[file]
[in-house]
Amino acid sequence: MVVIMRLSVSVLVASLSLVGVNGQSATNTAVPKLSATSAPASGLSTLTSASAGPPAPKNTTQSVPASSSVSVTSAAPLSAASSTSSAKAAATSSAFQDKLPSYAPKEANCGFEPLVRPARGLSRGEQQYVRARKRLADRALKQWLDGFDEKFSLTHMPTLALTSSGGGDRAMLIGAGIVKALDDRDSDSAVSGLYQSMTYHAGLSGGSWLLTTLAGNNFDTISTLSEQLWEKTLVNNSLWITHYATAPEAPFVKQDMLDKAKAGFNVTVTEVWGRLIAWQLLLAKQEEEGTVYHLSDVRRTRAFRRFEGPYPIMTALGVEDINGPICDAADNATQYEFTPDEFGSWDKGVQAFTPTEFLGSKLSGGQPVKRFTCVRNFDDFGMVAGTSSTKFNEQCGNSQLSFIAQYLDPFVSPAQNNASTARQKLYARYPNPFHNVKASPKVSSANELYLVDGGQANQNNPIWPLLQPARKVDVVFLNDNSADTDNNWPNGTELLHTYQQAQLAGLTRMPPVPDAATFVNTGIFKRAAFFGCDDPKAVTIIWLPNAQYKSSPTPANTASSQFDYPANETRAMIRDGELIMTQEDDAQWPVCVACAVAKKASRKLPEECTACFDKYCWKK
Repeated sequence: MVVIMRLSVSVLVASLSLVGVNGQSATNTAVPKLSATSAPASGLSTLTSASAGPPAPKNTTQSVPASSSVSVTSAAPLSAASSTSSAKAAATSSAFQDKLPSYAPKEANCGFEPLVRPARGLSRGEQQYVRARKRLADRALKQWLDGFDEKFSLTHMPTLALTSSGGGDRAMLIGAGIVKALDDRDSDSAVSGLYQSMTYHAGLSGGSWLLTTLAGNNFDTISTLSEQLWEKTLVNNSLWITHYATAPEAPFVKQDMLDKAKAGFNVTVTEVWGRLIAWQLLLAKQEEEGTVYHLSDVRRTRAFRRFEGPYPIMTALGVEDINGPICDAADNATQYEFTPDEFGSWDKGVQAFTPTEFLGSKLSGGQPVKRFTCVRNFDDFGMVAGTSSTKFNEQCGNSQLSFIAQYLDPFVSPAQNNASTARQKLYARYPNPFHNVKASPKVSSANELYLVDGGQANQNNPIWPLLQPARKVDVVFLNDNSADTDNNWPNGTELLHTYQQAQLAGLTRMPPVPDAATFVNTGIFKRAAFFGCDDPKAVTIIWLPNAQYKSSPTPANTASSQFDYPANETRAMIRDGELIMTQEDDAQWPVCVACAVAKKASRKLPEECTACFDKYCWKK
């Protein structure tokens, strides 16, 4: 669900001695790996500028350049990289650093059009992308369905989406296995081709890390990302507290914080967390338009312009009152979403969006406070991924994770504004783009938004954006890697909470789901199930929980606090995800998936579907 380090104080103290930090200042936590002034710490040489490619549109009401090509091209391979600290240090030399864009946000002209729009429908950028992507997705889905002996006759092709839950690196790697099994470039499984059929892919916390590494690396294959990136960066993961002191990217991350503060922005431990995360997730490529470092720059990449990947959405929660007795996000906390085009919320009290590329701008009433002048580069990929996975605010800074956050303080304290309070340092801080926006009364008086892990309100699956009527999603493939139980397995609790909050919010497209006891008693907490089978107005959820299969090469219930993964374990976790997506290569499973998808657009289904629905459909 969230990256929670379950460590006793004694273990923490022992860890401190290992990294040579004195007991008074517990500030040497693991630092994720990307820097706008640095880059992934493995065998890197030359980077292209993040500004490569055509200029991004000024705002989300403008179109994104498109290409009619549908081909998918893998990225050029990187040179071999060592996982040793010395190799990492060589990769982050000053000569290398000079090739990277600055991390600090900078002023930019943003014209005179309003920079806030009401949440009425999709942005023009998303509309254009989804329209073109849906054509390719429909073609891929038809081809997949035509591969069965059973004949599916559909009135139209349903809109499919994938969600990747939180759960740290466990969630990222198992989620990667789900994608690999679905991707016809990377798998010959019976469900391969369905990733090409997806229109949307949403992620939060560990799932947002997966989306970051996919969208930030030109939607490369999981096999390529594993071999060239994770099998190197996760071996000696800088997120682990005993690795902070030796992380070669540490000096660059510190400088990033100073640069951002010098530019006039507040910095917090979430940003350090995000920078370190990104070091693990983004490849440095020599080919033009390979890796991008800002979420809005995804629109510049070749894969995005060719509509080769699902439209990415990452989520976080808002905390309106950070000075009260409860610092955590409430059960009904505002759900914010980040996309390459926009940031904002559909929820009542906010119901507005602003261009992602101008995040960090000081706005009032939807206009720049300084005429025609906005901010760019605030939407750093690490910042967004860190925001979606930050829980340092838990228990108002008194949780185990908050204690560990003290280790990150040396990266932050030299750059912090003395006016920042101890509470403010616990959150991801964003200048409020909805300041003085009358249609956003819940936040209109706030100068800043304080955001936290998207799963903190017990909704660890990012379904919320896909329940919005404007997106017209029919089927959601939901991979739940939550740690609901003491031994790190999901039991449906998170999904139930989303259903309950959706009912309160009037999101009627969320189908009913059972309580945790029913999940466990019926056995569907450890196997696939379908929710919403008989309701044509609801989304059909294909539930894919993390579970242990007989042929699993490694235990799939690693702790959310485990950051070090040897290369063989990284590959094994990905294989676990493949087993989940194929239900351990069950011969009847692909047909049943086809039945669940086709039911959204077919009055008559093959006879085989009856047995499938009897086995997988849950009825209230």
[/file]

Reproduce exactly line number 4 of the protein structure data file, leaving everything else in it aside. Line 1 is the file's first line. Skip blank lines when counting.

């Protein structure tokens, strides 16, 4: 669900001695790996500028350049990289650093059009992308369905989406296995081709890390990302507290914080967390338009312009009152979403969006406070991924994770504004783009938004954006890697909470789901199930929980606090995800998936579907 380090104080103290930090200042936590002034710490040489490619549109009401090509091209391979600290240090030399864009946000002209729009429908950028992507997705889905002996006759092709839950690196790697099994470039499984059929892919916390590494690396294959990136960066993961002191990217991350503060922005431990995360997730490529470092720059990449990947959405929660007795996000906390085009919320009290590329701008009433002048580069990929996975605010800074956050303080304290309070340092801080926006009364008086892990309100699956009527999603493939139980397995609790909050919010497209006891008693907490089978107005959820299969090469219930993964374990976790997506290569499973998808657009289904629905459909 969230990256929670379950460590006793004694273990923490022992860890401190290992990294040579004195007991008074517990500030040497693991630092994720990307820097706008640095880059992934493995065998890197030359980077292209993040500004490569055509200029991004000024705002989300403008179109994104498109290409009619549908081909998918893998990225050029990187040179071999060592996982040793010395190799990492060589990769982050000053000569290398000079090739990277600055991390600090900078002023930019943003014209005179309003920079806030009401949440009425999709942005023009998303509309254009989804329209073109849906054509390719429909073609891929038809081809997949035509591969069965059973004949599916559909009135139209349903809109499919994938969600990747939180759960740290466990969630990222198992989620990667789900994608690999679905991707016809990377798998010959019976469900391969369905990733090409997806229109949307949403992620939060560990799932947002997966989306970051996919969208930030030109939607490369999981096999390529594993071999060239994770099998190197996760071996000696800088997120682990005993690795902070030796992380070669540490000096660059510190400088990033100073640069951002010098530019006039507040910095917090979430940003350090995000920078370190990104070091693990983004490849440095020599080919033009390979890796991008800002979420809005995804629109510049070749894969995005060719509509080769699902439209990415990452989520976080808002905390309106950070000075009260409860610092955590409430059960009904505002759900914010980040996309390459926009940031904002559909929820009542906010119901507005602003261009992602101008995040960090000081706005009032939807206009720049300084005429025609906005901010760019605030939407750093690490910042967004860190925001979606930050829980340092838990228990108002008194949780185990908050204690560990003290280790990150040396990266932050030299750059912090003395006016920042101890509470403010616990959150991801964003200048409020909805300041003085009358249609956003819940936040209109706030100068800043304080955001936290998207799963903190017990909704660890990012379904919320896909329940919005404007997106017209029919089927959601939901991979739940939550740690609901003491031994790190999901039991449906998170999904139930989303259903309950959706009912309160009037999101009627969320189908009913059972309580945790029913999940466990019926056995569907450890196997696939379908929710919403008989309701044509609801989304059909294909539930894919993390579970242990007989042929699993490694235990799939690693702790959310485990950051070090040897290369063989990284590959094994990905294989676990493949087993989940194929239900351990069950011969009847692909047909049943086809039945669940086709039911959204077919009055008559093959006879085989009856047995499938009897086995997988849950009825209230």